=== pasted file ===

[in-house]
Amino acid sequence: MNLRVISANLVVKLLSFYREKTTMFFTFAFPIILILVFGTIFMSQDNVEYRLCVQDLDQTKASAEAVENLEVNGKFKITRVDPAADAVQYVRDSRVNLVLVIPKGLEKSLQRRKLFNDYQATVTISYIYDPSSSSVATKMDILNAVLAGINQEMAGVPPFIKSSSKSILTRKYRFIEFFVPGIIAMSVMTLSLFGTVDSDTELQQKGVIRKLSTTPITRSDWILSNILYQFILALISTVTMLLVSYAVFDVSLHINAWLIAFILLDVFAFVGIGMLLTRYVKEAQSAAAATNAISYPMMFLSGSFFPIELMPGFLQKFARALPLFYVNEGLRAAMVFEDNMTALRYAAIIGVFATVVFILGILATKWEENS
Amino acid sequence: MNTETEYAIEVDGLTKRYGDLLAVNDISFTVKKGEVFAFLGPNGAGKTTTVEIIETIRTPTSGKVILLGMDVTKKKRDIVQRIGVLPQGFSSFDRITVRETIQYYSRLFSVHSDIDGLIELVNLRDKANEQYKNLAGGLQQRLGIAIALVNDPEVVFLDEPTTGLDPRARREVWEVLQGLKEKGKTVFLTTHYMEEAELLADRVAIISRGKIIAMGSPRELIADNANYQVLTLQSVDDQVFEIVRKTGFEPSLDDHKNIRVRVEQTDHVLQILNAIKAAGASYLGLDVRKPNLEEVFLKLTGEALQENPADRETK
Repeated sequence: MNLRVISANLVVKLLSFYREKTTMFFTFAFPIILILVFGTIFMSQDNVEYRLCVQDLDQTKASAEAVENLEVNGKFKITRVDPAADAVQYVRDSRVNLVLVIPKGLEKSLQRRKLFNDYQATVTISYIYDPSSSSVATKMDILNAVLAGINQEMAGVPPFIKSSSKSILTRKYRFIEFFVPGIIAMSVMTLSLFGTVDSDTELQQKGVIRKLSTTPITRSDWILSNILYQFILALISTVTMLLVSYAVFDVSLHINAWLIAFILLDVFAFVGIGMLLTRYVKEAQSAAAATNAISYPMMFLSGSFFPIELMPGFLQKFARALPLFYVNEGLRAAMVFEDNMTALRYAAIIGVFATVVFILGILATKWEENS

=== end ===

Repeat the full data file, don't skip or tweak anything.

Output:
[in-house]
Amino acid sequence: MNLRVISANLVVKLLSFYREKTTMFFTFAFPIILILVFGTIFMSQDNVEYRLCVQDLDQTKASAEAVENLEVNGKFKITRVDPAADAVQYVRDSRVNLVLVIPKGLEKSLQRRKLFNDYQATVTISYIYDPSSSSVATKMDILNAVLAGINQEMAGVPPFIKSSSKSILTRKYRFIEFFVPGIIAMSVMTLSLFGTVDSDTELQQKGVIRKLSTTPITRSDWILSNILYQFILALISTVTMLLVSYAVFDVSLHINAWLIAFILLDVFAFVGIGMLLTRYVKEAQSAAAATNAISYPMMFLSGSFFPIELMPGFLQKFARALPLFYVNEGLRAAMVFEDNMTALRYAAIIGVFATVVFILGILATKWEENS
Amino acid sequence: MNTETEYAIEVDGLTKRYGDLLAVNDISFTVKKGEVFAFLGPNGAGKTTTVEIIETIRTPTSGKVILLGMDVTKKKRDIVQRIGVLPQGFSSFDRITVRETIQYYSRLFSVHSDIDGLIELVNLRDKANEQYKNLAGGLQQRLGIAIALVNDPEVVFLDEPTTGLDPRARREVWEVLQGLKEKGKTVFLTTHYMEEAELLADRVAIISRGKIIAMGSPRELIADNANYQVLTLQSVDDQVFEIVRKTGFEPSLDDHKNIRVRVEQTDHVLQILNAIKAAGASYLGLDVRKPNLEEVFLKLTGEALQENPADRETK
Repeated sequence: MNLRVISANLVVKLLSFYREKTTMFFTFAFPIILILVFGTIFMSQDNVEYRLCVQDLDQTKASAEAVENLEVNGKFKITRVDPAADAVQYVRDSRVNLVLVIPKGLEKSLQRRKLFNDYQATVTISYIYDPSSSSVATKMDILNAVLAGINQEMAGVPPFIKSSSKSILTRKYRFIEFFVPGIIAMSVMTLSLFGTVDSDTELQQKGVIRKLSTTPITRSDWILSNILYQFILALISTVTMLLVSYAVFDVSLHINAWLIAFILLDVFAFVGIGMLLTRYVKEAQSAAAATNAISYPMMFLSGSFFPIELMPGFLQKFARALPLFYVNEGLRAAMVFEDNMTALRYAAIIGVFATVVFILGILATKWEENS